With between 3 and 5 hours driving each day the last few days have been a blur of motorways, tunnels, mountains and fields. The temperature has dropped from Positano’s warm 18 to Troyes’ chilly 2 degrees. Jean took the dogs out for their morning constitutional around 10am and returned declaring its “ski field” cold outside. As proof, if any further is needed, she then broke out the gloves, coats and woolly jumpers for the day.
I have a feeling that the girls will be wearing their new Italian coats for their walk. You haven’t heard about the coats? I’ll make sure to post some pictures later for your amusement.
Also I’ll be posting stories about Rome in winter, the trip through the Alps to France, the place we stayed on the Portofino Coast and a wee video we made about driving in Positano, all in the next few days.
As soon as I write them.
We spent ninety minutes this morning sitting behind some very nervous frenchmen. They had arrived at La Birerra in Siena to watch the first RWC semi-final and went from ecstacy when the Welsh captain was sent off to despair when Wales had a chance to win the game in the last few minutes.
Or, in their words – from “allez, allez, allez” to “sacrebleu” and back again.
Before leaving New Zealand we had planned a weeks stay at Villefranche sur Mer on the coast just west of Nice. It was an ideal place to drop off our Peugeot lease car and collect our Renault lease car and to take a 4 day break from our holiday.
A holiday from our holiday if you will.
We stayed at our old favourite Hotel Welcome, right on the water, and were joined by Mike, Charmanie and James who had arrived in Nice a few days before us. This break was a chance to explore Villefranche a little more, sample some of the local cuisine, spend some time at the beach and soak up the atmosphere of the French Rivieria in peak season.
In the week we did all this. What else did we discover?
1) Much like other places some food is good and some isn’t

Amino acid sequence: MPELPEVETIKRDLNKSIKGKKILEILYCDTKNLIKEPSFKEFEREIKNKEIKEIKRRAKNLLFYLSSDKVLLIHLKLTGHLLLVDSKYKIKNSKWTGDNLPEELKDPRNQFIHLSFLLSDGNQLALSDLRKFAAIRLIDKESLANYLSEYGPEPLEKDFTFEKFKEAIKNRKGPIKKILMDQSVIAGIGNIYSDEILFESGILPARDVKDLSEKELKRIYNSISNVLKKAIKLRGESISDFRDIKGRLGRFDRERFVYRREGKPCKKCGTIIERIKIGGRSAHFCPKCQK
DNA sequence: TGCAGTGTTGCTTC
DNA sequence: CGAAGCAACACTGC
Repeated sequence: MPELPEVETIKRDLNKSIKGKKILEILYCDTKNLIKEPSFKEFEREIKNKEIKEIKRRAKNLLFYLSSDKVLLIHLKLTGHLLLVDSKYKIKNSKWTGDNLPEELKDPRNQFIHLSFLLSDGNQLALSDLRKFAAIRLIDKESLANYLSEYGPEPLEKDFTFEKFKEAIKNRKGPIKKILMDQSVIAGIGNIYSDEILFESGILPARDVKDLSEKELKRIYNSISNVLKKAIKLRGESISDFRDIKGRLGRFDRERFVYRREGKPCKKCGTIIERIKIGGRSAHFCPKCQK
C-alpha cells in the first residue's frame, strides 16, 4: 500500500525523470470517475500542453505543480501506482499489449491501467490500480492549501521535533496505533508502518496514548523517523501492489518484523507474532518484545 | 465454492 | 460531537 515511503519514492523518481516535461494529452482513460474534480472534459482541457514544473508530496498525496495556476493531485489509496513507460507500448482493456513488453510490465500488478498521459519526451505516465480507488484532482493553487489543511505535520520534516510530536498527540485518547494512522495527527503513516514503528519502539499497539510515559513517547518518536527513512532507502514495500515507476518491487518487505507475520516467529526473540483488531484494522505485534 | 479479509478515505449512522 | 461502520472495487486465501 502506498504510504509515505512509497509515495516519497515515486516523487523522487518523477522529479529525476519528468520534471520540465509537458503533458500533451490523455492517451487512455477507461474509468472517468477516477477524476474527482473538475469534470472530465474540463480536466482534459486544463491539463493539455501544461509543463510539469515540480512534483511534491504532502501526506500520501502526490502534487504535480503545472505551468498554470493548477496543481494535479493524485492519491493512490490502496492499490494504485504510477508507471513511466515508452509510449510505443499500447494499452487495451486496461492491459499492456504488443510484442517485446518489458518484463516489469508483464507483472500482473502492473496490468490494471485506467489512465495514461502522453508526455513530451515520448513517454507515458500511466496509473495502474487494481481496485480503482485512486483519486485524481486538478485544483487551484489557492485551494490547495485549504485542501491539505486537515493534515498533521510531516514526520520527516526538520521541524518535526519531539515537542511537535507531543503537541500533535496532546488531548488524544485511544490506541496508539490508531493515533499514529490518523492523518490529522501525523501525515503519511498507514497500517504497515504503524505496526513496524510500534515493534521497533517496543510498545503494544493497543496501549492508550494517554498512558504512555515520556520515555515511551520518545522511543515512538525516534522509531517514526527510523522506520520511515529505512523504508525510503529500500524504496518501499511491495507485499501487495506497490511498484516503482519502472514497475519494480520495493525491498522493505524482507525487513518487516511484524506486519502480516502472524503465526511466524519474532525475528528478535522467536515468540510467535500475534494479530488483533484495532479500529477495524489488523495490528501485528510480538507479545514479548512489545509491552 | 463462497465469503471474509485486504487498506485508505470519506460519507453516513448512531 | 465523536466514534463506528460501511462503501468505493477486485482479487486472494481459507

2) Meals tend to be less expensive and better quality further from the waterfront
3) The exception is La Mere Germaine right on the waterfront which we tried. Great food since 1938
3) Sitting on a beach is therapeutic no matter where you are in the world
4) The majority of French women have an urge to go topless on beaches. Some really, really shouldn’t
5) French service is more surly than Italian service but does warm up if you become a repeat customer
6) The girls are welcome everywhere we are which is great
7) Chateau Eza is always a great place for a drink – which costs about the same as a meal anywhere else.
It’s been a hectic week. Starting last Saturday we headed home from Slovenia to our cottage in Tuscany. Two days later we headed north to Nice on the French Riviera to swap cars – and spend 5 days at Villefranche Sur Mer with Mike, Charmaine and James – then it was back home on Friday.
Time for a cup of tea and a lie down I think.
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We found it by luck. Searching for somewhere to stay in and around the Champagne region of France for a night, we stumbled across Le Château D’Etoges on Trip Advisor. Situated in the southern part of the Champagne it is a traditional French chateau surrounded by a small village which contains no less than 3 […]
Good weather has followed us through France and we are now relaxing – even more than usual – on the Cote d’Azur at our favourite Cote d’Azur hotel – Hotel Welcome at Villefranche-Sur-Mer.
In the last four days we have driven the length of France from Calais to Nice with stops at Lille, a rather special Chateau in the Champagne region which warrants a post of its own, and in Lyon.
Our trusty Peugeot has served us well and is now covered in a broad selection of French bugs and insects. It has used two tanks of gazoil (diesel) – at about twice the price of diesel in New Zealand so don’t complain about high petrol prices folks. We have overtaken about 10,000 trucks on the trip and been overtaken by about the same number of flying Porsches, Audis and BMWs.
We are now only a day or so away from our home for the next 6 months and are looking forward to settling into a place for longer than one night and being able to unpack properly.
It was as simple as driving to Folkestone, flashing our passports at a seriously un-interested french customs officer sitting in a little booth and boarding the channel tunnel train.
Thirty five minutes later you drive off at Calais and head into Europe. Importantly remembering to drive on the other side of the road.
Bon Jour France.